by Barry  21/05/2019  71 Page Views
8 Comments  Wills, probate, letters of administration, powers of attorney
An issue has arisen over my accessing my deceased sister's medical records in order to discuss with the hospital my complaints regarding her treatment there. My sister did not have any family of her own.
The hospital (in Qld) said that it requires the authority of the executor of the will (my brother) and he refuses to provide it. Although he has said that he and the other family members have no concerns with my discussing the complaints with the hospital, however this is as individuals not the estate which he views as another entity. He said he does not feel it is an estate matter and does not want to involve the estate, which he says could be implied if he gives the necessary authorisation.

Questions:
1.     My understanding is that a legal definition of an estate is “the real and personal property owned by the deceased person. This may include money, shares, vehicles, land and personal belongings.” Is this correct as one of the investigators dealing with the complaint said that their understanding of an “estate” in this instance was that it referred to the “beneficiaries” and so my brother was refusing to grant authorisation on behalf of the beneficiaries ie the other family members. This seems to be a stretch and I want to go back to this person and correct the record.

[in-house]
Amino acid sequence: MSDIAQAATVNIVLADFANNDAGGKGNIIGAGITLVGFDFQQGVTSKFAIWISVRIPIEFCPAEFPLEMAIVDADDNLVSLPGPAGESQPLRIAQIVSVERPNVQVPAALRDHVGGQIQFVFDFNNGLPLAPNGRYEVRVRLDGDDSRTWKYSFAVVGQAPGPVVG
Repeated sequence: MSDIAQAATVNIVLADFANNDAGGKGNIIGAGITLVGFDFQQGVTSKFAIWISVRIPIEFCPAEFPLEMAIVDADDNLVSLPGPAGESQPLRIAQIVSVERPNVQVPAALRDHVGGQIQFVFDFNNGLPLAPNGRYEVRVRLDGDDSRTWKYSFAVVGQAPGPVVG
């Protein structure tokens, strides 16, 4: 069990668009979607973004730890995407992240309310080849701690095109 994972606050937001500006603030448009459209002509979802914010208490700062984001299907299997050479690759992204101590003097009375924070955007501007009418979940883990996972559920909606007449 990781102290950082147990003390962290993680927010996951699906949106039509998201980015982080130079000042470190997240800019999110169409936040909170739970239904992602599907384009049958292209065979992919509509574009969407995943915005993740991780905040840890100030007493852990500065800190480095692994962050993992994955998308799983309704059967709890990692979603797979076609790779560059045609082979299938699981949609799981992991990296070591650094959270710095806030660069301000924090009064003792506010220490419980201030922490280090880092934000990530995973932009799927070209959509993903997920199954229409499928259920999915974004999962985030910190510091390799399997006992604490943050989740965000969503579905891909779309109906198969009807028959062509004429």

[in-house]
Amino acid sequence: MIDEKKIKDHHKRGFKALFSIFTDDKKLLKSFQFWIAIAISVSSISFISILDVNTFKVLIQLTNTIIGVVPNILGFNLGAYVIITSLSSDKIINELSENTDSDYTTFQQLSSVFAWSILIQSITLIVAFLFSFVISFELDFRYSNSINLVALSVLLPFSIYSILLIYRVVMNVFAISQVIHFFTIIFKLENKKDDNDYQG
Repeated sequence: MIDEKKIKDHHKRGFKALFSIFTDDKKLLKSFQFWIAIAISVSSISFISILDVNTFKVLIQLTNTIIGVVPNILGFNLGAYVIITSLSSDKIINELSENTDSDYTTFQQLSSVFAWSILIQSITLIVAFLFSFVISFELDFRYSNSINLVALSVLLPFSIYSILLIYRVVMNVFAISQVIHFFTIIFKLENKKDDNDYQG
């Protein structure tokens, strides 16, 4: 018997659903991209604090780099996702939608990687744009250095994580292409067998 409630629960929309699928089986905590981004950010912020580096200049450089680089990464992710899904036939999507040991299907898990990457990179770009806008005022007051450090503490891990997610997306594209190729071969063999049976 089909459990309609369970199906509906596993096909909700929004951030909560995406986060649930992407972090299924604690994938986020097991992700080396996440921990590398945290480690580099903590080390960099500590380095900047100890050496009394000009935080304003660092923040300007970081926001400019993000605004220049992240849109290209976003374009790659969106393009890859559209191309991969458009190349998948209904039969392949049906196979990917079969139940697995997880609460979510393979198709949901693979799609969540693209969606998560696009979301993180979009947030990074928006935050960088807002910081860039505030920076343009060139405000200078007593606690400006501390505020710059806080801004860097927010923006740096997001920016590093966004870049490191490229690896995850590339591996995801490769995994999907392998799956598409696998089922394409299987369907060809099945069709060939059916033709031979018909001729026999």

2.     Probate has been granted and the proceeds of the will distributed. Does this mean that the estate actually no longer exists.
3.     Is there any venue such as a tribunal where I can challenge either the hospital or my brother as executor on refusing to grant me access to my sister’s medical records. A tribunal in NSW recently granted access to a relative’s medical records in similar circumstances so a precedent has been set elsewhere.